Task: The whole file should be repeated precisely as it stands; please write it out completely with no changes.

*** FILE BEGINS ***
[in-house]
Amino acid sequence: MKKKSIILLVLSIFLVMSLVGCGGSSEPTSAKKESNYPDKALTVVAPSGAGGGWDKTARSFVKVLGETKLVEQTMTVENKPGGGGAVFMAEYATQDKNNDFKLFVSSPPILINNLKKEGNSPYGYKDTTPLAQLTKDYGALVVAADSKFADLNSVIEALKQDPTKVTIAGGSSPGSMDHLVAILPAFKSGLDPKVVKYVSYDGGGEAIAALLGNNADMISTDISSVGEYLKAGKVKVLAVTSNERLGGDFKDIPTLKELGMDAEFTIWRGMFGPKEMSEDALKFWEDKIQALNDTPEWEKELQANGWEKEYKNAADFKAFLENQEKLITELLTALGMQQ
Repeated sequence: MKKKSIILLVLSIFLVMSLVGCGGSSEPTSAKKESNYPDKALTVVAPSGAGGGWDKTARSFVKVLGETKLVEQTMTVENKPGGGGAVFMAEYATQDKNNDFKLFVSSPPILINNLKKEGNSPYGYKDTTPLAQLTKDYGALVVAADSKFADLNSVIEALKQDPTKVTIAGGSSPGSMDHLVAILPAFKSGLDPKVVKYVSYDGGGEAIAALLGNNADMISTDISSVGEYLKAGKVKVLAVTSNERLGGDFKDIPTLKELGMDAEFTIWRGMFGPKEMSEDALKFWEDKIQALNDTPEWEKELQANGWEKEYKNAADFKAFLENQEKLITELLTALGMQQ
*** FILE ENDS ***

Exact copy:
[in-house]
Amino acid sequence: MKKKSIILLVLSIFLVMSLVGCGGSSEPTSAKKESNYPDKALTVVAPSGAGGGWDKTARSFVKVLGETKLVEQTMTVENKPGGGGAVFMAEYATQDKNNDFKLFVSSPPILINNLKKEGNSPYGYKDTTPLAQLTKDYGALVVAADSKFADLNSVIEALKQDPTKVTIAGGSSPGSMDHLVAILPAFKSGLDPKVVKYVSYDGGGEAIAALLGNNADMISTDISSVGEYLKAGKVKVLAVTSNERLGGDFKDIPTLKELGMDAEFTIWRGMFGPKEMSEDALKFWEDKIQALNDTPEWEKELQANGWEKEYKNAADFKAFLENQEKLITELLTALGMQQ
Repeated sequence: MKKKSIILLVLSIFLVMSLVGCGGSSEPTSAKKESNYPDKALTVVAPSGAGGGWDKTARSFVKVLGETKLVEQTMTVENKPGGGGAVFMAEYATQDKNNDFKLFVSSPPILINNLKKEGNSPYGYKDTTPLAQLTKDYGALVVAADSKFADLNSVIEALKQDPTKVTIAGGSSPGSMDHLVAILPAFKSGLDPKVVKYVSYDGGGEAIAALLGNNADMISTDISSVGEYLKAGKVKVLAVTSNERLGGDFKDIPTLKELGMDAEFTIWRGMFGPKEMSEDALKFWEDKIQALNDTPEWEKELQANGWEKEYKNAADFKAFLENQEKLITELLTALGMQQ